Stocks inch up amid uncertainty about virus toll; oil falls
U.S. stocks are shaky in early trading on Monday, as markets around the world made tentative moves amid all the uncertainty about whether global authorities can do enough to nurse the economy through the coronavirus outbreak.
The S&P 500 was up close to 1% in the first half-hour of trading, renewing gains after falling close to the flatline. European markets were mixed after paring earlier losses. Asian markets were down, but by more modest degrees than the huge swings that have rocked investors over the last month.
Some of the sharpest action was in the oil market, where benchmark U.S. crude fell more than 6% and dropped below $20 per barrel at one point for the first time since early 2002. Oil started the year above $60, and prices have plunged on expectations that a weakened global economy will burn less fuel. The world is awash in oil, meanwhile, as producers continue to pull more of it out of the ground.
The tentative market moves follow last week’s stellar performance, where the S&P 500 surged 10.2% for its biggest weekly gain since the market hit bottom in 2009 following the financial crisis.
Most voices on Wall Street are telling investors to prepare for more losses as economists forecast a downturn that could surpass even the Great Recession, but the first green shoots of optimism may be appearing.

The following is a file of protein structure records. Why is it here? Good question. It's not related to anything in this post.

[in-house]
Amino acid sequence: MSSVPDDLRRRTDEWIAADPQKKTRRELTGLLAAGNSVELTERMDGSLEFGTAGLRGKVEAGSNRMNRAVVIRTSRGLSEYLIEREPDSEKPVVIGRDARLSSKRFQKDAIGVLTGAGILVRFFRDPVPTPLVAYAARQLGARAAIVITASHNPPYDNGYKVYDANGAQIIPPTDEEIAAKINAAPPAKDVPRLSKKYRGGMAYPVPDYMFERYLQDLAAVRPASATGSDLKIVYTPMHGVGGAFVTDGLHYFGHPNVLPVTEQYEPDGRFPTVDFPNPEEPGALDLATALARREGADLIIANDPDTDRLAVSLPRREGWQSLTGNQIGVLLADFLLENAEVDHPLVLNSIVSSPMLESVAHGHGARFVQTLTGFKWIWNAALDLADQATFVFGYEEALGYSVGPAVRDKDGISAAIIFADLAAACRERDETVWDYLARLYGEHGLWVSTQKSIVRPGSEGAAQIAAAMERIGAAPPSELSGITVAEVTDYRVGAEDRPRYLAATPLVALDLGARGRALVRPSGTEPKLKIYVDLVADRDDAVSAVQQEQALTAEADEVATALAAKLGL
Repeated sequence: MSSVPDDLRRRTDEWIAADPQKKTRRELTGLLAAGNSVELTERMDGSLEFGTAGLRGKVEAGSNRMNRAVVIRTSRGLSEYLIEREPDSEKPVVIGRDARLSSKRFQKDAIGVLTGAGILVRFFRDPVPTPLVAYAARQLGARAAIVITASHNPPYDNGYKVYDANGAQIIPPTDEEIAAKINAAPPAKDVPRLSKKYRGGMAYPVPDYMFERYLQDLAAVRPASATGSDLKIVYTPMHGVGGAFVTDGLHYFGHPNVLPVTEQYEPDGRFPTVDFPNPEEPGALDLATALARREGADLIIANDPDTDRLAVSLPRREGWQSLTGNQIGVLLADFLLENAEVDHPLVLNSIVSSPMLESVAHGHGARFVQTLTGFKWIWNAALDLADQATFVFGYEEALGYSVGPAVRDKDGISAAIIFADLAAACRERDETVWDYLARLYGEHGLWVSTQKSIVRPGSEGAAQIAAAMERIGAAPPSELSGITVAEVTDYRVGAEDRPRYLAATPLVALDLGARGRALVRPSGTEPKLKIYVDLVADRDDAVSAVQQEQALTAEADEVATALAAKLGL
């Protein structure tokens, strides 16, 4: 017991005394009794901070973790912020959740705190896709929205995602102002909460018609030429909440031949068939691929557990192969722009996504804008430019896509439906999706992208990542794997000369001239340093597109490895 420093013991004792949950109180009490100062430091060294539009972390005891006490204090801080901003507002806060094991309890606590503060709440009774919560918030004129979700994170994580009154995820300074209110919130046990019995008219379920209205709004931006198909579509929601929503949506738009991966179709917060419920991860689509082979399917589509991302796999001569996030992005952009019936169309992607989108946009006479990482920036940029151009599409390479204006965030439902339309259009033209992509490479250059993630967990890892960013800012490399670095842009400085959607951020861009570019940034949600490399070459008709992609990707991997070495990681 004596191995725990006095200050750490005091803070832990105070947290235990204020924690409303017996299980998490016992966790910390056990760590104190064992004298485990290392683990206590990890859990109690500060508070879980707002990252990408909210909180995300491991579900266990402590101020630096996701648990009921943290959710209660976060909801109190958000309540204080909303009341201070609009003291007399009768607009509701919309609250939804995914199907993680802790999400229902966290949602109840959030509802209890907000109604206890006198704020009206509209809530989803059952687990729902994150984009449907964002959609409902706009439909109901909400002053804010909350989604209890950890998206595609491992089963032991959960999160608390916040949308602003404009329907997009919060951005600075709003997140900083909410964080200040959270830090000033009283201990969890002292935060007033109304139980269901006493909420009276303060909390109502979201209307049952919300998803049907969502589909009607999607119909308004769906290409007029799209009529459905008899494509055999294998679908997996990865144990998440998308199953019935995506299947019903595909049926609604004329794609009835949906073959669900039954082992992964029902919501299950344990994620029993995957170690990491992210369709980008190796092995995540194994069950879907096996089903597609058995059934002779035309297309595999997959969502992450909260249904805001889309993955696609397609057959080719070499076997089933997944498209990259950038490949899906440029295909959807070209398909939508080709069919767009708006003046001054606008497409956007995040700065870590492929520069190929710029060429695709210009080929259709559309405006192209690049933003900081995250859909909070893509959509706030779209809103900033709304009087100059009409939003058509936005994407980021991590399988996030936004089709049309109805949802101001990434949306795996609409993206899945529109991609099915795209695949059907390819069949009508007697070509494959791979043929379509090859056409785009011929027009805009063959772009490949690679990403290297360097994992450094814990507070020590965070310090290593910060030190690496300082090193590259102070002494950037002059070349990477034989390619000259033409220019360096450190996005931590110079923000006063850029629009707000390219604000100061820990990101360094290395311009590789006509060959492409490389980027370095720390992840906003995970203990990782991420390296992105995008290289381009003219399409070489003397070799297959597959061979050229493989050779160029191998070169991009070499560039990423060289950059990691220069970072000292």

Congress last week passed a $2 trillion rescue package for the economy, and the Federal Reserve promised to buy as many Treasurys as it takes to get lending markets working smoothly. Forced selling by investors looking to raise cash may also be easing, and Morgan Stanley strategists said the worst may be behind us. They say another pullback in stocks is likely, but they say the roughly 25% drop for stocks since the S&P 500 set its record last month offers some buying points for investors willing to wait six to 12 months.
Goldman Sachs, though, warned the market will likely turn lower in coming weeks.
Most investors say they expect markets to remain extremely volatile until the virus slows its spread. Until then, investors won’t know how long the economic downturn will ultimately last.
President Donald Trump extended restrictive social distancing guidelines through April, bowing to public health experts who presented him with even more dire projections for the expanding coronavirus pandemic.
Global infections now total more than 720,000. And more than 34,000 people have died around the world.
Most people who contract COVID-19 have mild or moderate symptoms, which can include fever and cough but also milder cases of pneumonia, sometimes requiring hospitalization. The risk of death is greater for older adults and people with other health problems.